A public meeting was held in Sale Creek Thursday night to hear comments from the people who would be most impacted by Hamilton County’s purchase of the McDonald Farm. Hamilton County Mayor Jim Coppinger said that he sees the $16 million farm as a great opportunity for all the residents of Hamilton County along with the benefit of creating jobs.
Enterprise South, the site where the Volkswagen factory is located, was referenced as a model throughout the meeting. Mayor Coppinger used it as an example of modern manufacturing that doesn’t produce noise or pollution, to the roads throughout the community surrounding the facility and the passive park that is part of that property.
He said there may be the possibility of developing 300 more acres there and then no more land will be available. Looking to the future, McDonald Farm is the only large property left in the county with enough land for this type of development, he said.
The county has done due diligence on the property, he said, and found that there are 2,172 acres. A survey will be done before the sale is closed in the next three or four months. The family’s home is on the property, and until it is developed, that residence could be used as a wedding venue, a retreat or as a place to teach children about agriculture, he said. There are about 700 acres of the farm that are suitable for economic development.
At this time, needed infrastructure is not in place and he estimated it would take around five years to get it ready for an industrial site. Now there is no sewer system, but the treatment plant in Dayton has offered to take care of the sewage. There would also need to be drastic changes to provide water to the location and an on and off ramp built on Highway 27 for easy access. EPB is already on site and there is a railroad on the property. Spurs would be added to various locations. Until all the infrastructure is in place, he said that the Hamilton County Parks and Recreation department is excited because of the possibilities. He said no buildings are planned to be torn down but the county’s insurer would not approve having a swimming pool. There are also tennis courts, but they are not in good shape, he said.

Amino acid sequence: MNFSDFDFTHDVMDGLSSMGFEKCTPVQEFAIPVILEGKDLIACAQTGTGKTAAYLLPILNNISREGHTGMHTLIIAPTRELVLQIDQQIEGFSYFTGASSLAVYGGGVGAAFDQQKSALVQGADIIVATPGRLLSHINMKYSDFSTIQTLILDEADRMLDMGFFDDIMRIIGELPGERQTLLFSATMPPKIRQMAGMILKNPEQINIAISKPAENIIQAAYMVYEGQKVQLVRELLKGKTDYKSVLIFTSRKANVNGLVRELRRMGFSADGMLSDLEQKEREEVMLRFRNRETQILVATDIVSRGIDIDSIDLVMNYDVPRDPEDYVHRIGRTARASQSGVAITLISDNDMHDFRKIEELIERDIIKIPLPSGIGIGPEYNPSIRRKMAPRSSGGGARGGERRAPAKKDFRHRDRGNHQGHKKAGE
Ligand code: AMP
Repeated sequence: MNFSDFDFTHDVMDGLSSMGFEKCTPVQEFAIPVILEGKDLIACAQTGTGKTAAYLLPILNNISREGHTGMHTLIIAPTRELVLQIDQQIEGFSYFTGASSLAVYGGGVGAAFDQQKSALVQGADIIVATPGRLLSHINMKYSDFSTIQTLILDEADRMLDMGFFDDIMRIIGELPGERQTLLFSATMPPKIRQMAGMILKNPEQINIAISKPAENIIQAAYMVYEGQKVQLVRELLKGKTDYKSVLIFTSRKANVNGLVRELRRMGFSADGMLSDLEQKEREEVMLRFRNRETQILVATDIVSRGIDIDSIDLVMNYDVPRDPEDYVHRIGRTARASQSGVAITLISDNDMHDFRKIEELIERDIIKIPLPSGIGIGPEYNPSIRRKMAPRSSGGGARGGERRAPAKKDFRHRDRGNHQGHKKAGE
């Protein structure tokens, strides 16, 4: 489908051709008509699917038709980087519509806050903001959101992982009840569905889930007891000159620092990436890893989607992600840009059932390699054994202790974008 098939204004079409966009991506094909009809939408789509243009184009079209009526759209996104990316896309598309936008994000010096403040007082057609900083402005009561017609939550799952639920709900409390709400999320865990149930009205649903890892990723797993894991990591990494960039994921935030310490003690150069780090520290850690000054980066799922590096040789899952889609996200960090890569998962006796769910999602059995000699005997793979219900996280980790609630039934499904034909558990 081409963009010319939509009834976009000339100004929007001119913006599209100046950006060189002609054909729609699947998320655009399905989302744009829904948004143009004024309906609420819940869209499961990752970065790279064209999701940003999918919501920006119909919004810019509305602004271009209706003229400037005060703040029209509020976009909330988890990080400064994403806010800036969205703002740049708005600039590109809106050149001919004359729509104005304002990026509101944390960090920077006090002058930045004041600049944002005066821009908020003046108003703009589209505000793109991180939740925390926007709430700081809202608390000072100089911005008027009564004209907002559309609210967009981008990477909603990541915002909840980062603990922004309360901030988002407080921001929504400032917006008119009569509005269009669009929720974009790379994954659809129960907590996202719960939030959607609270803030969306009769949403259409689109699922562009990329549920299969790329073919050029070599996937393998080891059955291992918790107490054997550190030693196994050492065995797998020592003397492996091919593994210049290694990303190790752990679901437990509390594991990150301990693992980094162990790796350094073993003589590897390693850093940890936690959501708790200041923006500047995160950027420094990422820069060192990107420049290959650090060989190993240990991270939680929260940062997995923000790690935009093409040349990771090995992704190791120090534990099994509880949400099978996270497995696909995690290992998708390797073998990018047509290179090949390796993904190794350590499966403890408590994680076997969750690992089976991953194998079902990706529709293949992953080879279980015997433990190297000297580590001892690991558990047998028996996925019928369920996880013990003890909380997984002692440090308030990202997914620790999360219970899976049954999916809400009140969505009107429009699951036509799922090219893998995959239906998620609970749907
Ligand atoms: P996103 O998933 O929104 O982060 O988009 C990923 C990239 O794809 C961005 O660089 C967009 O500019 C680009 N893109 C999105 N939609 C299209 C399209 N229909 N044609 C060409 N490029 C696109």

Plans are for two phases. In the short term, he said he is looking at sharing the property with the whole Hamilton County community for educational, agricultural, and fun activities.
In the long run, the property will be developed. He is hoping to see a large business locate headquarters here, because he said they pay well. There is already interest in building a solar farm, and he said it could be put in a place that it would not be seen. He said the county would welcome participation from the community for activities such as building horseback riding trails or bike paths, and could be used for those activities until it is used for something else, he said. In response to the question about how much green space would actually remain after development of the site begins in several years, he replied “Some.” Some of the areas that are not suitable for development will be set aside for recreation, he said. “We have always said it would be for mixed use.” The goal is to fit into the community in a smart way with their input.